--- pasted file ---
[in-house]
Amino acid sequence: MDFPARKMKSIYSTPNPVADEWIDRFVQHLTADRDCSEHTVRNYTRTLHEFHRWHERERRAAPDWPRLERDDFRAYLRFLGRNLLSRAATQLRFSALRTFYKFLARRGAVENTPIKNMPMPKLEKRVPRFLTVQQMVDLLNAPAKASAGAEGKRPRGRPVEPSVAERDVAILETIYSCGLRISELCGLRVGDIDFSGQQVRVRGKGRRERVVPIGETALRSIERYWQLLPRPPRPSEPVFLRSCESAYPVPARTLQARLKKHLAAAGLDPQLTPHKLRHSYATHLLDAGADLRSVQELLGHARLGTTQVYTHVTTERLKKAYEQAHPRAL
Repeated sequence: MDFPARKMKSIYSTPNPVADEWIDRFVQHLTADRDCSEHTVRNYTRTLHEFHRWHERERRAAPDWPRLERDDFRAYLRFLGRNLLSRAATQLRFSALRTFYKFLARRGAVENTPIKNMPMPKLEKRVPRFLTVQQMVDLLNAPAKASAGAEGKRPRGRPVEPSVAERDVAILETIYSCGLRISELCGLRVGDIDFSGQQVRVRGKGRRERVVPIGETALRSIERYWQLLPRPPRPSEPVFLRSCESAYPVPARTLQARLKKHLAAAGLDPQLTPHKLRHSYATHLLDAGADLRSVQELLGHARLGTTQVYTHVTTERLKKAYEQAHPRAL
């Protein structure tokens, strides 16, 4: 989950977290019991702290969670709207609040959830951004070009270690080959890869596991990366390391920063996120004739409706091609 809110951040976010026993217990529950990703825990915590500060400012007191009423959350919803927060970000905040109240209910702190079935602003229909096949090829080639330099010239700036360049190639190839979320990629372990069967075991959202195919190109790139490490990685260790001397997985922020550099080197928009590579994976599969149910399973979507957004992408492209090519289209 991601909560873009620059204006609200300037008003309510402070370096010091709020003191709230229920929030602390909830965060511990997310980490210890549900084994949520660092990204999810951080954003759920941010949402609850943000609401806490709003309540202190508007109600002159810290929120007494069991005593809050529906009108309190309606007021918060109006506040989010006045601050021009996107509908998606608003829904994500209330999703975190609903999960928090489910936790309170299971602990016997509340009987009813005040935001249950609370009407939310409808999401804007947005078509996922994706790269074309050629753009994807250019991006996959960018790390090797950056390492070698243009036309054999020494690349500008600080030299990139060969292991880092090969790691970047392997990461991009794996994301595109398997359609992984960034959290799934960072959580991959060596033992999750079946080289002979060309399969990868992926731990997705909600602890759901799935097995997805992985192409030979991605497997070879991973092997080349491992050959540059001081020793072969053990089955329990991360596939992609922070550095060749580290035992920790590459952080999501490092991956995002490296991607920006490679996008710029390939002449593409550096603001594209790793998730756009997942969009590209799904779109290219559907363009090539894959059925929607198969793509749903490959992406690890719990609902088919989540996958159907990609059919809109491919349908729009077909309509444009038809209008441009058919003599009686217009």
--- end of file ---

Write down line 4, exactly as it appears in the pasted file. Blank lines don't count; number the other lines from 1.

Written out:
């Protein structure tokens, strides 16, 4: 989950977290019991702290969670709207609040959830951004070009270690080959890869596991990366390391920063996120004739409706091609 809110951040976010026993217990529950990703825990915590500060400012007191009423959350919803927060970000905040109240209910702190079935602003229909096949090829080639330099010239700036360049190639190839979320990629372990069967075991959202195919190109790139490490990685260790001397997985922020550099080197928009590579994976599969149910399973979507957004992408492209090519289209 991601909560873009620059204006609200300037008003309510402070370096010091709020003191709230229920929030602390909830965060511990997310980490210890549900084994949520660092990204999810951080954003759920941010949402609850943000609401806490709003309540202190508007109600002159810290929120007494069991005593809050529906009108309190309606007021918060109006506040989010006045601050021009996107509908998606608003829904994500209330999703975190609903999960928090489910936790309170299971602990016997509340009987009813005040935001249950609370009407939310409808999401804007947005078509996922994706790269074309050629753009994807250019991006996959960018790390090797950056390492070698243009036309054999020494690349500008600080030299990139060969292991880092090969790691970047392997990461991009794996994301595109398997359609992984960034959290799934960072959580991959060596033992999750079946080289002979060309399969990868992926731990997705909600602890759901799935097995997805992985192409030979991605497997070879991973092997080349491992050959540059001081020793072969053990089955329990991360596939992609922070550095060749580290035992920790590459952080999501490092991956995002490296991607920006490679996008710029390939002449593409550096603001594209790793998730756009997942969009590209799904779109290219559907363009090539894959059925929607198969793509749903490959992406690890719990609902088919989540996958159907990609059919809109491919349908729009077909309509444009038809209008441009058919003599009686217009």